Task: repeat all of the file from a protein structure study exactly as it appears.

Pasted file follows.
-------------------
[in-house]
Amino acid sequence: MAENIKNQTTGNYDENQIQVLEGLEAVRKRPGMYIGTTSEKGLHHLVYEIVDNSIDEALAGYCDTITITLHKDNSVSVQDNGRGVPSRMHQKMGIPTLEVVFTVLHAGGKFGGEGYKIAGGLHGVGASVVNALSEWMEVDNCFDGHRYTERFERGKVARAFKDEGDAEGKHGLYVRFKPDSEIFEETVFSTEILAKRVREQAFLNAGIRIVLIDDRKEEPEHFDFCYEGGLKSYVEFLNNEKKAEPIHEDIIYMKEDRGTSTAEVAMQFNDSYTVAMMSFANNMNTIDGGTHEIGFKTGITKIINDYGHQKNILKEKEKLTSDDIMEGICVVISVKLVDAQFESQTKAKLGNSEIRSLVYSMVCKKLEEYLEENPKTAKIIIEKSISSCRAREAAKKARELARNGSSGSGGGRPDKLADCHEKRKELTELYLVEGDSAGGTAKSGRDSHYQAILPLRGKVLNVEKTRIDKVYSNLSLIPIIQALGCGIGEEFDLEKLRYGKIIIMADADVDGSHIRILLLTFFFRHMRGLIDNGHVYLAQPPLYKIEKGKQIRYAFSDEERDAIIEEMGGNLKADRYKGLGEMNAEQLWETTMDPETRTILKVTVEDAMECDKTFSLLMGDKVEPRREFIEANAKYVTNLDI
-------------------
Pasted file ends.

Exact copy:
[in-house]
Amino acid sequence: MAENIKNQTTGNYDENQIQVLEGLEAVRKRPGMYIGTTSEKGLHHLVYEIVDNSIDEALAGYCDTITITLHKDNSVSVQDNGRGVPSRMHQKMGIPTLEVVFTVLHAGGKFGGEGYKIAGGLHGVGASVVNALSEWMEVDNCFDGHRYTERFERGKVARAFKDEGDAEGKHGLYVRFKPDSEIFEETVFSTEILAKRVREQAFLNAGIRIVLIDDRKEEPEHFDFCYEGGLKSYVEFLNNEKKAEPIHEDIIYMKEDRGTSTAEVAMQFNDSYTVAMMSFANNMNTIDGGTHEIGFKTGITKIINDYGHQKNILKEKEKLTSDDIMEGICVVISVKLVDAQFESQTKAKLGNSEIRSLVYSMVCKKLEEYLEENPKTAKIIIEKSISSCRAREAAKKARELARNGSSGSGGGRPDKLADCHEKRKELTELYLVEGDSAGGTAKSGRDSHYQAILPLRGKVLNVEKTRIDKVYSNLSLIPIIQALGCGIGEEFDLEKLRYGKIIIMADADVDGSHIRILLLTFFFRHMRGLIDNGHVYLAQPPLYKIEKGKQIRYAFSDEERDAIIEEMGGNLKADRYKGLGEMNAEQLWETTMDPETRTILKVTVEDAMECDKTFSLLMGDKVEPRREFIEANAKYVTNLDI